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D. L. Rhein | Interior Design, Handcrafted Jewelry, Vintage Decor | Gold, Frankincense , and Myrrh
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Gold, Frankincense , and Myrrh

24 Dec Gold, Frankincense , and Myrrh

Iron Mouse a la D.L, a Candy Cane, and Grammy’s Plates

As a Jewish girl with a former Christmas line, I have often been asked what Christmas means to me.  It means a lot… of warm memories… with my mom, who made stockings by hand for us, and at lively parties with extended family and friends.  As a designer, of course I love the velvets and glitter.  I wonder: where does the secular Christmas come from in all its festive glory?  Well, after doing some D.L. digging, I was able to find that Christmas is a hodgepodge of traditions from different countries.

1-12 Numbered Tumblers at D.L, Dorothy Thorpe Vintage Glasses from My Collection, Silver Reindeer a la D.L.

Santa Claus, in charge of all those fabulous reindeer (eight plus Rudolph), is a combination of the Danish Saint Nicholas (Sinterklaus), the English Father Christmas, and the Scandinavian elf “Tomte” who delivered presents beginning in the 1840’s.  As tradition states, Saint Nicholas (a flesh-and-bones man) arrived by steam boat from Spain from November with a list containing the names of children who had behaved, well… “nice.”  Santa Claus, as he is today, with his suit and beard, was born in New York, as an answer to people’s cry for a symbol that was non-English following the American Revolutionary War.  Ho ho ho!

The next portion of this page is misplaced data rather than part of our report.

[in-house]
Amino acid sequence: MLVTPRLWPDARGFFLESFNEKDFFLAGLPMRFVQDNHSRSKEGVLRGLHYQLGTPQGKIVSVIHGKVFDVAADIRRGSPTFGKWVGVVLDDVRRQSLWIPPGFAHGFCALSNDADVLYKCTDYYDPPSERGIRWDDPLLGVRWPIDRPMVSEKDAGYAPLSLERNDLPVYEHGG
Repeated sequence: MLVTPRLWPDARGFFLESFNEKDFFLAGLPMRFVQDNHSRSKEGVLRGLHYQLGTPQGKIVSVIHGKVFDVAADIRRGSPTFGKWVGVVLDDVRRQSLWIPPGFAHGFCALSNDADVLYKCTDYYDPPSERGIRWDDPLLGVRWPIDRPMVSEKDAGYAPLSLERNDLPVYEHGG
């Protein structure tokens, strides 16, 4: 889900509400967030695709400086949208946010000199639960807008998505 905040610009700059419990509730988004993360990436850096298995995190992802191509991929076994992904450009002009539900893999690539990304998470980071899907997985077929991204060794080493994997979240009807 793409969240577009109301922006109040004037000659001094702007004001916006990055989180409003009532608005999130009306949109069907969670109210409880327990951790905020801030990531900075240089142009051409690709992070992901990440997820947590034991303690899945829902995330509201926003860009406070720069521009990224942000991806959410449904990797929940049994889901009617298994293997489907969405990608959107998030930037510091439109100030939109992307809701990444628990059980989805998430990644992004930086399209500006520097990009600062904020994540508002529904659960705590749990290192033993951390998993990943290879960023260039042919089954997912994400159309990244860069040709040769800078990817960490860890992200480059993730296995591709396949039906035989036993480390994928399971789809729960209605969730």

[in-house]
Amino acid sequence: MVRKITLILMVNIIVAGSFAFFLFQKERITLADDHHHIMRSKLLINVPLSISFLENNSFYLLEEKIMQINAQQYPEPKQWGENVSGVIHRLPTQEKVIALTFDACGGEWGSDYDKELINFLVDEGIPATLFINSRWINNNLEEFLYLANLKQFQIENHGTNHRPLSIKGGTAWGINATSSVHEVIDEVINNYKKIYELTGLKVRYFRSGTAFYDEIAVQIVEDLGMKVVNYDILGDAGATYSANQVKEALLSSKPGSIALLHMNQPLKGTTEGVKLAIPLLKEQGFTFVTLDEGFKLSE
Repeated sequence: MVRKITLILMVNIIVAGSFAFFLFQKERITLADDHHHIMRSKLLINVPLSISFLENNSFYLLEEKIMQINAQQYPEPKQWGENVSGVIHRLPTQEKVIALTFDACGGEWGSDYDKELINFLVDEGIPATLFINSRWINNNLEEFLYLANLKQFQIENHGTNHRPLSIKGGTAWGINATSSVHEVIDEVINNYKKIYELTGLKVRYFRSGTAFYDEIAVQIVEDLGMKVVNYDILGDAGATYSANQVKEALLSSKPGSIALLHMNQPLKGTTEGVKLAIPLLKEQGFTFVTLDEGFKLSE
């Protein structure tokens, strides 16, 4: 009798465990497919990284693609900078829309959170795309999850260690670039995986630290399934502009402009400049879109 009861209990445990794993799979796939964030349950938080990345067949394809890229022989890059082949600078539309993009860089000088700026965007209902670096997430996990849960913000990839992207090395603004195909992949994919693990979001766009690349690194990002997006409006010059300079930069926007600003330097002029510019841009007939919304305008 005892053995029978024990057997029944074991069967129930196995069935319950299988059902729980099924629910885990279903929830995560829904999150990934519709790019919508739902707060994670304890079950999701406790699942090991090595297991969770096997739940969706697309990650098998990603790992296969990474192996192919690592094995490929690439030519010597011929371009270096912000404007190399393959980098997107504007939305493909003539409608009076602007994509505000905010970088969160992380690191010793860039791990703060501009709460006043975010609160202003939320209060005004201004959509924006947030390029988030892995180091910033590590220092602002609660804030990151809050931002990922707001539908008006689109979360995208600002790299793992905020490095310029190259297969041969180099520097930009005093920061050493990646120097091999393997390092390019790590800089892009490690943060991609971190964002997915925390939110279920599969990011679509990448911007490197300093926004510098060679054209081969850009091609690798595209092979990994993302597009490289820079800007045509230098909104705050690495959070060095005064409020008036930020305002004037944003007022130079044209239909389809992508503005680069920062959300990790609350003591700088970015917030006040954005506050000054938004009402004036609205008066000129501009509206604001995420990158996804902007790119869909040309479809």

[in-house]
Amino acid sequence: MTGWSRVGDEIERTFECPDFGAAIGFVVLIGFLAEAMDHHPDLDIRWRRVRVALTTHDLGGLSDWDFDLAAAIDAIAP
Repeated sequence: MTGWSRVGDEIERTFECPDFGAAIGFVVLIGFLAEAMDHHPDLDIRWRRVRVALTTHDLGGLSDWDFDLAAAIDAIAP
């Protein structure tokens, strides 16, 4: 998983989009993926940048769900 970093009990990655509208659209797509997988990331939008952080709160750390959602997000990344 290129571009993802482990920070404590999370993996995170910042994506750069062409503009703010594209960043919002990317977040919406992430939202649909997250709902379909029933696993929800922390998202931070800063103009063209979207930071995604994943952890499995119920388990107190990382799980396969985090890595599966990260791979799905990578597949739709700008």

Red Paper Flowers by Mia, Glass Decanter filled with Cranberries and Daisies, Red Roses and Gold-Leaf Coral a la D.L.

Dating back to the 15th Century, Londoners at Christmastime decorated their flats with ivy leaves, holm, and anything green they could find, to represent the green of the Earth.  Holly was put out as protection from pagans and witches- yes that’s right, Jess Young, pagans and witches!  Trees were first seen in Germany in the 18th Century, and poinsettias come from Mexico originally!

Ornaments Galore at D.L.

What about gifts?  Being in retail, we know, well, this is the busiest time of year.  The tradition of gift-giving is rumored to date back to ancient Roman times; there was a celebration in late December called Saturnalia.  Prego!  Gift-giving was banned at Christmas by the Catholic Church in the Middle Ages; but they retorted later, which they rationalized because of Saint Nicholas’ association with the custom- and gold, frankincense , and myrrh was given to the baby Jesus.  Thank God!

Have a very Merry Christmas, everyone!

Lots of Love,
D.L.

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